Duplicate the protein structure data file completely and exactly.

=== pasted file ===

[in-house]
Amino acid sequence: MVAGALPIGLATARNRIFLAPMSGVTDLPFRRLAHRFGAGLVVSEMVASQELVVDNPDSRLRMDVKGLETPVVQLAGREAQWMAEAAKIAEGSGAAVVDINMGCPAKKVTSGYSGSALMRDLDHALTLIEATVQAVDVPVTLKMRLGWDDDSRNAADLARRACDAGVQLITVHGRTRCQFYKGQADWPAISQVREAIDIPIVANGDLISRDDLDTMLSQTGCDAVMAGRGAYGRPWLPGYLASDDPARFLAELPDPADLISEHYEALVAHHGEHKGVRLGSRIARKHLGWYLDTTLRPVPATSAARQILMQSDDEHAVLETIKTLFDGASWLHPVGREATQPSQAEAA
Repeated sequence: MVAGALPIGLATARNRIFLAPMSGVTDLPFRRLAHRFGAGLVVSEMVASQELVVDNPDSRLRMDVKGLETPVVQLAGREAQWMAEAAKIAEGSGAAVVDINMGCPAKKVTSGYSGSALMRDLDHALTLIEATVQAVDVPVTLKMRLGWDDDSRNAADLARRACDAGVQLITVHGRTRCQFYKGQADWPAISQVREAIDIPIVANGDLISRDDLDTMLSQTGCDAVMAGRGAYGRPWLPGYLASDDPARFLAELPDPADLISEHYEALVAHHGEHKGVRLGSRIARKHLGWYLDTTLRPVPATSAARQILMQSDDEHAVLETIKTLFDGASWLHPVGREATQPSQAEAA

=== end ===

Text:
[in-house]
Amino acid sequence: MVAGALPIGLATARNRIFLAPMSGVTDLPFRRLAHRFGAGLVVSEMVASQELVVDNPDSRLRMDVKGLETPVVQLAGREAQWMAEAAKIAEGSGAAVVDINMGCPAKKVTSGYSGSALMRDLDHALTLIEATVQAVDVPVTLKMRLGWDDDSRNAADLARRACDAGVQLITVHGRTRCQFYKGQADWPAISQVREAIDIPIVANGDLISRDDLDTMLSQTGCDAVMAGRGAYGRPWLPGYLASDDPARFLAELPDPADLISEHYEALVAHHGEHKGVRLGSRIARKHLGWYLDTTLRPVPATSAARQILMQSDDEHAVLETIKTLFDGASWLHPVGREATQPSQAEAA
Repeated sequence: MVAGALPIGLATARNRIFLAPMSGVTDLPFRRLAHRFGAGLVVSEMVASQELVVDNPDSRLRMDVKGLETPVVQLAGREAQWMAEAAKIAEGSGAAVVDINMGCPAKKVTSGYSGSALMRDLDHALTLIEATVQAVDVPVTLKMRLGWDDDSRNAADLARRACDAGVQLITVHGRTRCQFYKGQADWPAISQVREAIDIPIVANGDLISRDDLDTMLSQTGCDAVMAGRGAYGRPWLPGYLASDDPARFLAELPDPADLISEHYEALVAHHGEHKGVRLGSRIARKHLGWYLDTTLRPVPATSAARQILMQSDDEHAVLETIKTLFDGASWLHPVGREATQPSQAEAA